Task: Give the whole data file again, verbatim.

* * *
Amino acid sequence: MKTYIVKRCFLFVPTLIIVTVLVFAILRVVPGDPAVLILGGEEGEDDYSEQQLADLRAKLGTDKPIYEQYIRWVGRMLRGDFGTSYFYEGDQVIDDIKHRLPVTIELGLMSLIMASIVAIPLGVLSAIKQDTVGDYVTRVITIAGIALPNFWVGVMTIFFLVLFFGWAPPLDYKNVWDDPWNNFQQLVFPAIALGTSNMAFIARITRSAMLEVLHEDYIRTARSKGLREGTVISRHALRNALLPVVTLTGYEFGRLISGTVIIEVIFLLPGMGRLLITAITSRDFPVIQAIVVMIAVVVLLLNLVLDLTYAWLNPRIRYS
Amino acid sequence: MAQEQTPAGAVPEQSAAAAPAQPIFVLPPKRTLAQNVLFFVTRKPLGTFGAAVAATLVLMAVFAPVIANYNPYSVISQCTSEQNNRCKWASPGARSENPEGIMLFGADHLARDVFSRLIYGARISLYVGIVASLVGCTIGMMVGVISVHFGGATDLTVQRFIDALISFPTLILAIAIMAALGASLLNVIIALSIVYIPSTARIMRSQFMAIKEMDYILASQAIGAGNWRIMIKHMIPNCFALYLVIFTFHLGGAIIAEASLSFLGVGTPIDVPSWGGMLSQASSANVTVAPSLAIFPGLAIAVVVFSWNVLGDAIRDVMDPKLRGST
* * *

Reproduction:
Amino acid sequence: MKTYIVKRCFLFVPTLIIVTVLVFAILRVVPGDPAVLILGGEEGEDDYSEQQLADLRAKLGTDKPIYEQYIRWVGRMLRGDFGTSYFYEGDQVIDDIKHRLPVTIELGLMSLIMASIVAIPLGVLSAIKQDTVGDYVTRVITIAGIALPNFWVGVMTIFFLVLFFGWAPPLDYKNVWDDPWNNFQQLVFPAIALGTSNMAFIARITRSAMLEVLHEDYIRTARSKGLREGTVISRHALRNALLPVVTLTGYEFGRLISGTVIIEVIFLLPGMGRLLITAITSRDFPVIQAIVVMIAVVVLLLNLVLDLTYAWLNPRIRYS
Amino acid sequence: MAQEQTPAGAVPEQSAAAAPAQPIFVLPPKRTLAQNVLFFVTRKPLGTFGAAVAATLVLMAVFAPVIANYNPYSVISQCTSEQNNRCKWASPGARSENPEGIMLFGADHLARDVFSRLIYGARISLYVGIVASLVGCTIGMMVGVISVHFGGATDLTVQRFIDALISFPTLILAIAIMAALGASLLNVIIALSIVYIPSTARIMRSQFMAIKEMDYILASQAIGAGNWRIMIKHMIPNCFALYLVIFTFHLGGAIIAEASLSFLGVGTPIDVPSWGGMLSQASSANVTVAPSLAIFPGLAIAVVVFSWNVLGDAIRDVMDPKLRGST